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Topic: 433mhz wireless problems (Read 14190 times) previous topic - next topic


Also it chews cycles doing that which could otherwise be used to do productive things.


Of course both power consumption and data cycles are things one should try to save. So, what if the threadstarter did what I said, except that instead of continously sending "01", he gets the Arduino to send a preamble of.. say.. 4 bytes of "01" before each package? It might still solve the sync-issue, and he would have a fairly robust shell for implementing a higher level protocol with stuff like ID's and such..


Sending continuous bits will solve the sync issue, but I can't see how this would work for any situation where there's more than one transmitting device.
As it is, my tinkering has shown that sending '1234567890<cr>' before sending payload data, typically results in only seeing between 67890 and 0.  
Sometimes only a few chars of gibberish.
The payload is consistently error free.

I think I will have a crack as designing a simple but usable RF protocol, for multiple units on the same frequency.
I for one have a couple of project I'd like to be able to poke remotely.


If you are going to have multiple devices communicating with your computer, you either need some ingenius timing-routine, a system where device 1 transmits to device 2, which appends it's data and transmits to device 3 and so on (not very efficient), or 2-way-communication so the computer can push/poll information to/from the device it wants.

Like I said, sending continous bits was a retarded suggestion on my side. Just send jibberish, followed by an identifier telling the computer that data is starting.

I'm not sure how you plan to link together several devices.. If you need any-to-any communication I'm pretty much lost, but if you need many-to-one type communication, getting a tranciever for your devices is the only good way I can imagine.. The computer says "Hey, unit 3, what is your analog input status?" and device 3 answers.


I'm thinking I'll give each device an address.
Each devices hears all traffic, much like old Ethernet hubs.

(yes, it will be insecure and vulnerable, but hopefully fun)


Why not just use different ID sequences for each transmitter, the receiver can decide which unit it's talking to based on the comms start ID string, like "A" for unit 1, "B" for unit 2 .. etc.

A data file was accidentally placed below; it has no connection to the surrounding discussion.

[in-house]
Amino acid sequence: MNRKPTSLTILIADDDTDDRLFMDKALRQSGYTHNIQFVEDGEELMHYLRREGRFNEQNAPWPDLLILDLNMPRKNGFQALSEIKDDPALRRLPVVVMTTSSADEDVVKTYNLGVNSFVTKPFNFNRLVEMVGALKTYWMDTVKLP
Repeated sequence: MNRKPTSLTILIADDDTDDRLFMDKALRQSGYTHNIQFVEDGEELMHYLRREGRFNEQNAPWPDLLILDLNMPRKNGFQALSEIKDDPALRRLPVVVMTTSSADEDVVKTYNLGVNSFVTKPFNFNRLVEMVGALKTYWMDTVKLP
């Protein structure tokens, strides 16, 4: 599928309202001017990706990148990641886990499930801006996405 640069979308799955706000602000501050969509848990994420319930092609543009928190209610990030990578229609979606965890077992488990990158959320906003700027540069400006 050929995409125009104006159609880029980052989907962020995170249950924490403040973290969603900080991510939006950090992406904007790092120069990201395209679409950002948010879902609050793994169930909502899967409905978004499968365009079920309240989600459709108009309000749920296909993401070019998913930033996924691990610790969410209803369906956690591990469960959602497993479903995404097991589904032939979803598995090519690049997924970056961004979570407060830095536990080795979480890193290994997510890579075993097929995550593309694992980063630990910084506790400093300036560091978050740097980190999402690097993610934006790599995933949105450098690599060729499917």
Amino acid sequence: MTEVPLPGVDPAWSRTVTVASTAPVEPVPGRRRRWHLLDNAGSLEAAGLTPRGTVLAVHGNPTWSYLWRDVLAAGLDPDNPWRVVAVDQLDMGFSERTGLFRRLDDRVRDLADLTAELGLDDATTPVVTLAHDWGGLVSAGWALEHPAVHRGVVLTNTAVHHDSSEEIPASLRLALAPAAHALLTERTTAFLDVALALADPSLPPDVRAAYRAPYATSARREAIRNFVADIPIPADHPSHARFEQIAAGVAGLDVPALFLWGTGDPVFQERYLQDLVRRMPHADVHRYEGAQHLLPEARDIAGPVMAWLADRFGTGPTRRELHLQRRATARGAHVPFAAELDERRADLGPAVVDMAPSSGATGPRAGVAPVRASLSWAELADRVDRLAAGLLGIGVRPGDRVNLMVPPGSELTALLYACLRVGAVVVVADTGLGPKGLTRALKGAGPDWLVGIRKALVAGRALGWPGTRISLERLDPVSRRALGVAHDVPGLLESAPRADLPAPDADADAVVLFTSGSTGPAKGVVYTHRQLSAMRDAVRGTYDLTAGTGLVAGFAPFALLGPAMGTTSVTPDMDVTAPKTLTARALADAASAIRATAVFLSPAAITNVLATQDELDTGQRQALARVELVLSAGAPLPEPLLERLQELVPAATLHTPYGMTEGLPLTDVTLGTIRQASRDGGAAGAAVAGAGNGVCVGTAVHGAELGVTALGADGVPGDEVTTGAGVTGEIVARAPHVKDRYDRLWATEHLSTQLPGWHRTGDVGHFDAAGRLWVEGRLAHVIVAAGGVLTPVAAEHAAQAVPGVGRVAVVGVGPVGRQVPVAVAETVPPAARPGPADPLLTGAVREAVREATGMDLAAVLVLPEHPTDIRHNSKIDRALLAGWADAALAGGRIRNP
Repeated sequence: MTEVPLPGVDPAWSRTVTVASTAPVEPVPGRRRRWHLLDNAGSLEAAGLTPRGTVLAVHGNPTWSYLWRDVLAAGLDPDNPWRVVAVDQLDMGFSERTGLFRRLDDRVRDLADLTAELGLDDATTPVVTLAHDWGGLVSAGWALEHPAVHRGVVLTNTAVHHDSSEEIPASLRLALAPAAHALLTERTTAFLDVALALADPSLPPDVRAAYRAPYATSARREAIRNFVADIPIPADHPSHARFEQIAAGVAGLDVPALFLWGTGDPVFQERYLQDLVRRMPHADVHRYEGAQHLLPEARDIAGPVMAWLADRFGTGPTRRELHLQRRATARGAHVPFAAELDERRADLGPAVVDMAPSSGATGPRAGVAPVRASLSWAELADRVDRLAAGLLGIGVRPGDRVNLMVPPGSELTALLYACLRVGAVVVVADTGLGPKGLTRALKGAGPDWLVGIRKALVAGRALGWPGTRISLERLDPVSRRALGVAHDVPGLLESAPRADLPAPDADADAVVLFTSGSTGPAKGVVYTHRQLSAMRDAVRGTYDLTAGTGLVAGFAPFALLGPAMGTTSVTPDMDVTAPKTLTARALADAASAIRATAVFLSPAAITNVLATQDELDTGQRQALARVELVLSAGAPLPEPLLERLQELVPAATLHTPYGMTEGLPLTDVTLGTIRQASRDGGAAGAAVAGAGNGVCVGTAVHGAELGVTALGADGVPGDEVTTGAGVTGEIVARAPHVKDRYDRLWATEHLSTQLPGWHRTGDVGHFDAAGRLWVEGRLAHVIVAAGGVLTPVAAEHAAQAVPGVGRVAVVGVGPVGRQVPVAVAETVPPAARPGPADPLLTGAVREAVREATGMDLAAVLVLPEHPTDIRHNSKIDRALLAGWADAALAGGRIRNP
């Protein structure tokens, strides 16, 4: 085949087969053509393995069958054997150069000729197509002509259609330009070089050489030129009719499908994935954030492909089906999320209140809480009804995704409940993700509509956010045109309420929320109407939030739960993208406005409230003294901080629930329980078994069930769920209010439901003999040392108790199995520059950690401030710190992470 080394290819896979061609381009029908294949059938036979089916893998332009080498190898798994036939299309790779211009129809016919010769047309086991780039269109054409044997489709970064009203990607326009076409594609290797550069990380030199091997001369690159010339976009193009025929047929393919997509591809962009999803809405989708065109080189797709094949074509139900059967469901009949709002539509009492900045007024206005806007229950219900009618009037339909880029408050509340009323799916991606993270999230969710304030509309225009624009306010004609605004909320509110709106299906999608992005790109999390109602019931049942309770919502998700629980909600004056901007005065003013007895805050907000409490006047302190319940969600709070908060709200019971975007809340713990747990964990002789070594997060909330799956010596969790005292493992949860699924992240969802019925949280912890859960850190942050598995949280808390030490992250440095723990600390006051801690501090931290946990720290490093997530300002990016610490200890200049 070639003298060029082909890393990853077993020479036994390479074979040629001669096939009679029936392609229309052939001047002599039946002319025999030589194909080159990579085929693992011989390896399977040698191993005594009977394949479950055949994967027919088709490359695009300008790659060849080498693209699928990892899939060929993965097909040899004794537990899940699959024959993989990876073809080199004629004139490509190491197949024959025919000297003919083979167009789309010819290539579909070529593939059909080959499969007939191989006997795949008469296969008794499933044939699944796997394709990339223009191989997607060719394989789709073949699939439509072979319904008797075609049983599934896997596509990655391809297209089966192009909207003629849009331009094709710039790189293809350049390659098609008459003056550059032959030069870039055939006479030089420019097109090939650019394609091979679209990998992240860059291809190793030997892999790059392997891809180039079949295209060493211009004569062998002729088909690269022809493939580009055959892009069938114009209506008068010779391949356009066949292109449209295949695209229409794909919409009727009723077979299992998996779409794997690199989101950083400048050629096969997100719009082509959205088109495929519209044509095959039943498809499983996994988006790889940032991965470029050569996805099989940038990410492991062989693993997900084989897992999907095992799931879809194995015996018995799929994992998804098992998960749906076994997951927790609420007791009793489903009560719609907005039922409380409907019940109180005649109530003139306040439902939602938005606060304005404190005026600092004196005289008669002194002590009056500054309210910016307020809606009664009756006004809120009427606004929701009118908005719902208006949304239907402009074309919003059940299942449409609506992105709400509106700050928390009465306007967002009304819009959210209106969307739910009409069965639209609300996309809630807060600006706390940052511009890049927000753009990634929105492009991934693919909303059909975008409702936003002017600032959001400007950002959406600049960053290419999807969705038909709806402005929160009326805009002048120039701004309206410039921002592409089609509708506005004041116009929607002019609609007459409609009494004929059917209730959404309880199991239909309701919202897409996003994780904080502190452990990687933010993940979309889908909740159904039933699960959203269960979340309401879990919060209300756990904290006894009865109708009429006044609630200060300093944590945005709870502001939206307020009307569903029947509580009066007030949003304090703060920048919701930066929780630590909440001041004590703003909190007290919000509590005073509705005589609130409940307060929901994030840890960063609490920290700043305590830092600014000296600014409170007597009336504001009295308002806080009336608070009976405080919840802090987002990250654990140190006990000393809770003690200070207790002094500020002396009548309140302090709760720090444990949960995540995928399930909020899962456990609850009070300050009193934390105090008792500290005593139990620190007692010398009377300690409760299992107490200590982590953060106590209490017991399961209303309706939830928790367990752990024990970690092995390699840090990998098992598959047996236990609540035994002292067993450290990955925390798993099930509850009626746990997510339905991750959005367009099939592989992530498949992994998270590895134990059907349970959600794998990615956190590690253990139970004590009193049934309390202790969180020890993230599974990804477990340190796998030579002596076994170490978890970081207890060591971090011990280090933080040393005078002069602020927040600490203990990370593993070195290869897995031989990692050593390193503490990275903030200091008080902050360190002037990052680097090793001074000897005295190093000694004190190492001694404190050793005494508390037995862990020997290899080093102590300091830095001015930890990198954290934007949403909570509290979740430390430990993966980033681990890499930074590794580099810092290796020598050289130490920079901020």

ah, we had a similar thought at the same time  :D


How might I detect a collision ?

Would a checksum failure be enough to detect a collision ?
So, I'd have to get the sender to listen to it's own data as it's sent ?


Which txb1 / rxb1 chip did you use? This looks like it could do just what I'm after....



Oct 19, 2007, 02:48 am Last Edit: Oct 19, 2007, 02:49 am by mattt Reason: 1
I used ones from Jaycar.com.au

Something has changed though, my signal is almost 100% junk now, I'm not sure if it something with my setup, or some other interference.
It has made me quite grumpy.


I just received my tx/rx from sparkfun http://www.sparkfun.com/commerce/product_info.php?products_id=7815 All I see is garbage on the serial console. Spec says 4800bps I've tried both 2400 and 4800 with no luck.  All I'm seeing is garbage.  Anyone had any luck??



I have a pair of these tx/rx modules from Jaycar too. The TX is ASK (amplitude shift keying), and when the modulation input is low, it does not transmit (that may be why you are receiving noise) with no signal, the reciver produces noise on its output.

This means that in order to use it successfully, you need to do as another poster said: either transmit a preamble of several characters that gives time for the receiver to sync to the data clock rate, or send a continuous sequence of idle characters until you are ready to send a real data.


I have now posted information about a new library that correctly implements short message transmission with these types of device, without using the UART. It sends a preamble, checksum, using proper DC balance etc.




I don't know if this might help or not, but we're using a RF frequency transmitter and receiver to send some data too.
We used a filter at our receiving end to prevent picking up random noise from the air. I hope that helps a little bit too.

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